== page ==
The names on the federal 9/11 legislation that establishes benefits for first responders are Ray Pfeiffer and Luis Alvarez.
While both men were dying of cancer they fought to make Congress pass it. They also had another thing in common. They were content, in spite of all these hardships.
Even Though Physical Health Declines, First Responders’ Outlook Improves
A former NYC firefighter, Pfeiffer, thinks that he is the luckiest man alive. Just two months before he died of cancer, he said this.
This cancer was linked to the time he spent working in the ruins of the World Trade Center.
Detective Luis Alvarez, who is a retired New York City police officer, said that he loved doing this. He said this just 19 days prior to his death.
Along with Jon Stewart, this was the night before he testified to Congress. He helped in the passage of the legislation that has the names of him and Pfeiffer.
He called himself blessed just after his chemotherapy treatment which was his 63rd. This was several months earlier.
Getting sick due to running into a toxic scene of chaos and destruction is not a recipe for any sort of happiness. On September 11, 2001, police officers and firefighters in NYC did just this.
It was found by a report released by the fire department in NYC that Alvarez Anne Pfeiffer is more common than one might think.
Doctors and researchers in the World Trade Center health program are performing a detailed tracking of the mental status of its responders and ever since 2006, they found that the mental health quality of life of these first responders was much better than average Americans.
It was in spite of their physical health declining consistently over the years.
About 3/4 of more than 15,000 fire department responders are currently suffering a minimum of one ailment related to 9/11.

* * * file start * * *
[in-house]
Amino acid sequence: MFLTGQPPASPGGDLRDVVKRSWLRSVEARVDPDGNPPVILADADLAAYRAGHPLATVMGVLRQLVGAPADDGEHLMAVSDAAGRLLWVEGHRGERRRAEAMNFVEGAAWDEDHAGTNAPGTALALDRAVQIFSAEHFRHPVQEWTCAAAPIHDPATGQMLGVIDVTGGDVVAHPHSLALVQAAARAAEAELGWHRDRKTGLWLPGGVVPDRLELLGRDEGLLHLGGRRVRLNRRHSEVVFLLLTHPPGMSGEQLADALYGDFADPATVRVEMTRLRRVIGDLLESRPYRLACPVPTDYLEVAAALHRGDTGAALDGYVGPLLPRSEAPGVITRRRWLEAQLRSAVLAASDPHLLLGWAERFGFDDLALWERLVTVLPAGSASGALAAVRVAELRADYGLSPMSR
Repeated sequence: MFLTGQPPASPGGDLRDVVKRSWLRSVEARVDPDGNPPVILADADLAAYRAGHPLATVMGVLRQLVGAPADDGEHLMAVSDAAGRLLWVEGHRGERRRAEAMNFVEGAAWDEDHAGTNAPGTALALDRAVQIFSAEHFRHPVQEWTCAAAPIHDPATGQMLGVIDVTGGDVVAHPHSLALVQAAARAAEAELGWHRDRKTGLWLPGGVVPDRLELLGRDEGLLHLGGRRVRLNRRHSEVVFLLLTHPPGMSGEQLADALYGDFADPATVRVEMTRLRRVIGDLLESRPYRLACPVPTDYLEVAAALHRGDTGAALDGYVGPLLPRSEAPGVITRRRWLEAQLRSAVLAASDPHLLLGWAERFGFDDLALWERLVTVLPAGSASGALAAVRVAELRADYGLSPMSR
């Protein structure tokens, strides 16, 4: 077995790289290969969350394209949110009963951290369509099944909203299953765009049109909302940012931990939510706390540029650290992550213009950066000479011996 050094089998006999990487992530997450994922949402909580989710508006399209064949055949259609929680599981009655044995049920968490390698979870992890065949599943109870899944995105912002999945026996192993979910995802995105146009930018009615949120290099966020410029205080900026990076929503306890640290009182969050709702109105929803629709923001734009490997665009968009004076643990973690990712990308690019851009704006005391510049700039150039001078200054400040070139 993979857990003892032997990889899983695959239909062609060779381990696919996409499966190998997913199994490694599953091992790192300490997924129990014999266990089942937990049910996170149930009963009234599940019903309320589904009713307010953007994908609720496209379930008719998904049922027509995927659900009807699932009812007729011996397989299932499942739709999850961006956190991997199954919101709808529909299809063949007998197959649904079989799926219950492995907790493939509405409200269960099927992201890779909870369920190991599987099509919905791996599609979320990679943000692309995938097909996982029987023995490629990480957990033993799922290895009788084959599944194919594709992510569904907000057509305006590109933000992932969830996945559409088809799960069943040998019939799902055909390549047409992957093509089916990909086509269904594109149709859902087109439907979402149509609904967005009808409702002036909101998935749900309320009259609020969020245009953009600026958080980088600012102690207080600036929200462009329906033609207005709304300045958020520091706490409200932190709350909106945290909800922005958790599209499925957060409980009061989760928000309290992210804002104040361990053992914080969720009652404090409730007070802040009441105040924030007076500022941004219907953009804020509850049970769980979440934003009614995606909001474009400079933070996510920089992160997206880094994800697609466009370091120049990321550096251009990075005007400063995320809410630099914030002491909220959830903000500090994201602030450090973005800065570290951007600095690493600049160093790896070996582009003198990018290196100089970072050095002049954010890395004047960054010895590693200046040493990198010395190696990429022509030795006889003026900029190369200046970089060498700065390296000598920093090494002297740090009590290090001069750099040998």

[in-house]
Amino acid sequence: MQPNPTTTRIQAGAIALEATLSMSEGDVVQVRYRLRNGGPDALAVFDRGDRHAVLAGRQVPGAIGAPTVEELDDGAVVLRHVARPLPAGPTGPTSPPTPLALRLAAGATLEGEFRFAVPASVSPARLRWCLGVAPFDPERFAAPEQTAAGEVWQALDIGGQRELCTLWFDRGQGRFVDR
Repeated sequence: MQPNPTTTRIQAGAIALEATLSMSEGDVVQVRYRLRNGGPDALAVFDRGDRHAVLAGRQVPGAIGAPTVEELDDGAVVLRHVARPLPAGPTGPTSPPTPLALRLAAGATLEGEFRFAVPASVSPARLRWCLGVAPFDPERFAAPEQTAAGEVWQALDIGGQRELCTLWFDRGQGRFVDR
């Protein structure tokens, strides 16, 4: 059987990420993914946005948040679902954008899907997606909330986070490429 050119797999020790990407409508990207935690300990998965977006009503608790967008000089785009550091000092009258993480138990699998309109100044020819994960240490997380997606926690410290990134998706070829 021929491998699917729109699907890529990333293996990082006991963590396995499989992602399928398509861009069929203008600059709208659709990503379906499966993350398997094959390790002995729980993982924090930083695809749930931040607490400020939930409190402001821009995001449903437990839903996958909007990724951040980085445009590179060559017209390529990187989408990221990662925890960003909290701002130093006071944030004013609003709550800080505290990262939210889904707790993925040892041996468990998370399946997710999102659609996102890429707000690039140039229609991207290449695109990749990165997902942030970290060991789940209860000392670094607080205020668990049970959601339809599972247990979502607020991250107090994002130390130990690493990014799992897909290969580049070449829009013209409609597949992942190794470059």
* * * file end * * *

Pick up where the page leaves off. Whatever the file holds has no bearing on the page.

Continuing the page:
This is according to a report that is extensively based on the ailments suffered by members of the FD and why World Trade Center health program in the last 20 years. Over 3000 of these people reported cancer, but even those with cancer said that their mental health was better than an average American’s.
The chief medical officer of the FDNY, Dr. David Prezant, said that despite the type of illnesses going on, we are seeing a complete turnaround in the mental health outcome which is always a positive thing. He is also the director of its Trade Center program.
It is hard to say definitely why a group might undergo outlooks on life-improving even though they are constantly suffering from problems related to health.
Phil said that he could not speak for others but was of the opinion that there was a lot to do with the sense of service in his brother’s case. His brother is Alvarez.
He added that what kept him going was the fact that he was able to keep helping people even though he was ill.
Phil Alvarez said that only towards the end did he see his brother hang his head down.
He asked his brother whether he was aware that things were not going well. His brother responded by saying that he knew but did not complain and even before that he had never complained.
He added that his brother was always concerned about others and that was what kept him alive.
A professor of clinical psychology at Columbia University, George Bonanno, said that a hero or a survivor effect can lift a person’s spirit and research is emerging which supports this hypothesis.
He said that the sense of satisfaction that is taken from the actions of first responders keeps them going.
With over 15 years as a practicing journalist, Nikki Attkisson found herself at Powdersville Post now after working at several other publications. She is an award-winning journalist with an entrepreneurial spirit and worked as a journalist covering technology, innovation, environmental issues, politics, health etc. Nikki Attkisson has also worked on product development, content strategy, and editorial management for numerous media companies. She began her career at local news stations and worked as a reporter in national newspapers.